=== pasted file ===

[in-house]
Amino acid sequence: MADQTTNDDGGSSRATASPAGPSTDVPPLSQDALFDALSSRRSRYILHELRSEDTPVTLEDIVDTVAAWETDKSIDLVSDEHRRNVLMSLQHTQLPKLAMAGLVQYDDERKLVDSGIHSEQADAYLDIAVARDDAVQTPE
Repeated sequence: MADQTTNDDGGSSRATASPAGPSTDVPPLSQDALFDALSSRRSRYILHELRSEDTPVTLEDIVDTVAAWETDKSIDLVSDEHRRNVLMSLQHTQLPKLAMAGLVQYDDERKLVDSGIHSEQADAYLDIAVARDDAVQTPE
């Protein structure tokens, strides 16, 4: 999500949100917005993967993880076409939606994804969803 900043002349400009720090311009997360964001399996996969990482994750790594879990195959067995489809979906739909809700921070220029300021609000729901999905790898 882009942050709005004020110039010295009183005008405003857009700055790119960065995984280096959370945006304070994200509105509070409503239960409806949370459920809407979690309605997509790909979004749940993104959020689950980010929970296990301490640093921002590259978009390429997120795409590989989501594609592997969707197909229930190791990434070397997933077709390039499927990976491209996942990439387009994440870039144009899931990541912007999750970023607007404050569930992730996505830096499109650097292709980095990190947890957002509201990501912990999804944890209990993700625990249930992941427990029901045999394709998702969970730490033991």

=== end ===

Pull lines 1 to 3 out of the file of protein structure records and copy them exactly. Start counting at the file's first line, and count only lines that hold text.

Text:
[in-house]
Amino acid sequence: MADQTTNDDGGSSRATASPAGPSTDVPPLSQDALFDALSSRRSRYILHELRSEDTPVTLEDIVDTVAAWETDKSIDLVSDEHRRNVLMSLQHTQLPKLAMAGLVQYDDERKLVDSGIHSEQADAYLDIAVARDDAVQTPE
Repeated sequence: MADQTTNDDGGSSRATASPAGPSTDVPPLSQDALFDALSSRRSRYILHELRSEDTPVTLEDIVDTVAAWETDKSIDLVSDEHRRNVLMSLQHTQLPKLAMAGLVQYDDERKLVDSGIHSEQADAYLDIAVARDDAVQTPE